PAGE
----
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By bringing together a diverse mix of researchers from different institutions, such federal programs helped the Internet gain widespread acceptance and established it as a dominant mode of internetworking. Government programs such as ARPANET and NSFNET created a large enough base of users to make the Internet more attractive in many applications than proprietary networking systems being offered by a number of vendors. Though a number of companies continue to sell proprietary systems for wide area networking, some of which are based on packet-switched technology, these systems have not achieved the ubiquity of the Internet and are used mainly within private industry.
Research in packet switching evolved in unexpected directions and had unanticipated consequences. It was originally pursued to make more-efficient use of limited computing capabilities and later seen as a means of linking the research and education communities. The most notable result, however, was the Internet, which has dramatically improved communication across society, changing the way people work, play, and shop. Although DARPA and the NSF were successful in creating an expansive packet-switched network to facilitate communication among researchers, it took the invention of the Web and its browsers to make the Internet more broadly accessible and useful to society.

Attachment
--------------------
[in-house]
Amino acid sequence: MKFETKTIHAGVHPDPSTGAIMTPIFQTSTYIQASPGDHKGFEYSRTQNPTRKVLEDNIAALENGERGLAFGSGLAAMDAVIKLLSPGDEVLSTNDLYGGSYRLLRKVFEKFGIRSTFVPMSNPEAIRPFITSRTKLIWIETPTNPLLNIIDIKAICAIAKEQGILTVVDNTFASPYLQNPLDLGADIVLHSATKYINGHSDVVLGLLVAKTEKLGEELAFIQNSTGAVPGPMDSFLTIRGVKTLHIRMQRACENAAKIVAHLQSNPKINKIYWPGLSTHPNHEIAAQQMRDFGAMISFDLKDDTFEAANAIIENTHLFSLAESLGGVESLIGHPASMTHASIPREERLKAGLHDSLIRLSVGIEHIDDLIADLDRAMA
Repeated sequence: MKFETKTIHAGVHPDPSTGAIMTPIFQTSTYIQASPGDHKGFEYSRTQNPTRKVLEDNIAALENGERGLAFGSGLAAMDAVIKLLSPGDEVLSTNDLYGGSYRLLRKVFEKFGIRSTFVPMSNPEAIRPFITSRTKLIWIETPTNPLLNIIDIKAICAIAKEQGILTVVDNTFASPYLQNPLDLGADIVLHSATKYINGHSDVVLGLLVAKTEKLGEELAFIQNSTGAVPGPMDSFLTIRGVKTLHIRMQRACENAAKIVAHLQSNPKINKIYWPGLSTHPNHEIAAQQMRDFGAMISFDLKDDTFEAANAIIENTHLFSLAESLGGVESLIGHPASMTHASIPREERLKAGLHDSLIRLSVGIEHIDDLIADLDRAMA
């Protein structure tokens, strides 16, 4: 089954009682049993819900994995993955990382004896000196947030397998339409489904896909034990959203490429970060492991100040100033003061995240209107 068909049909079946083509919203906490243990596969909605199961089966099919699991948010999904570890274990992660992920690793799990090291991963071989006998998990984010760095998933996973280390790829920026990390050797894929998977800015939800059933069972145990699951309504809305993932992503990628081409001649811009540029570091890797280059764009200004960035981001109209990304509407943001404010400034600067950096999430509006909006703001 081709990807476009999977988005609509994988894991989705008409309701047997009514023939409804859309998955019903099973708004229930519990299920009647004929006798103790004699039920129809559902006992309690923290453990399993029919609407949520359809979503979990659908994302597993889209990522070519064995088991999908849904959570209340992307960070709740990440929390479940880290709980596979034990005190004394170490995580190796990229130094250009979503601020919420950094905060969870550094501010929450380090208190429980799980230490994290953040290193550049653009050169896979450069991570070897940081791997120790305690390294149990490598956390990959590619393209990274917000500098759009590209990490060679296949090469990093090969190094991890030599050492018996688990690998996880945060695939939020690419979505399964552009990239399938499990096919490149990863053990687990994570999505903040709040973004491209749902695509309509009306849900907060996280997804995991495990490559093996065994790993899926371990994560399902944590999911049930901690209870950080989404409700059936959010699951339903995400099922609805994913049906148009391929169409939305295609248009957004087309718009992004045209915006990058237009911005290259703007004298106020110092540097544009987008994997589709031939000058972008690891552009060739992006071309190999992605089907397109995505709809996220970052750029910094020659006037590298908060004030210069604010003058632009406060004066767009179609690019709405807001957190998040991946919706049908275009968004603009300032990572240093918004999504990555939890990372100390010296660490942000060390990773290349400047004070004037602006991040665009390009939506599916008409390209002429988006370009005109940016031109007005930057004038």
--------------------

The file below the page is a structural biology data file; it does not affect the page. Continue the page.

The widespread adoption of Internet technology has created a number of new companies in industries that did not exist 20 years ago, and most companies that did exist 20 years ago are incorporating Internet technology into their business operations. Companies such as Cisco Systems, Netscape Communications, Yahoo!, and Amazon.com are built on Internet technologies and their applications and generate billions of dollars annually in combined sales revenues. Electronic commerce is also maturing into an established means of conducting business.
The complementary missions and operating styles of federal agencies are important to the development and implementation of new technologies. Whereas DARPA supported early research on packet switching and development of the ARPANET, it was not prepared to support an operational network, nor did it expand its network beyond DARPA-supported research institutions. With its charter to support research and education, the NSF both supported an operational network and greatly expanded its reach, effectively building the infrastructure for the Internet.
Several other case studies of the Internet have also been written in recent years. In addition to the references cited in the text, see Leiner et al. (1998) and SRI International (1997).
Personal communication from Robert W. Taylor, former director of the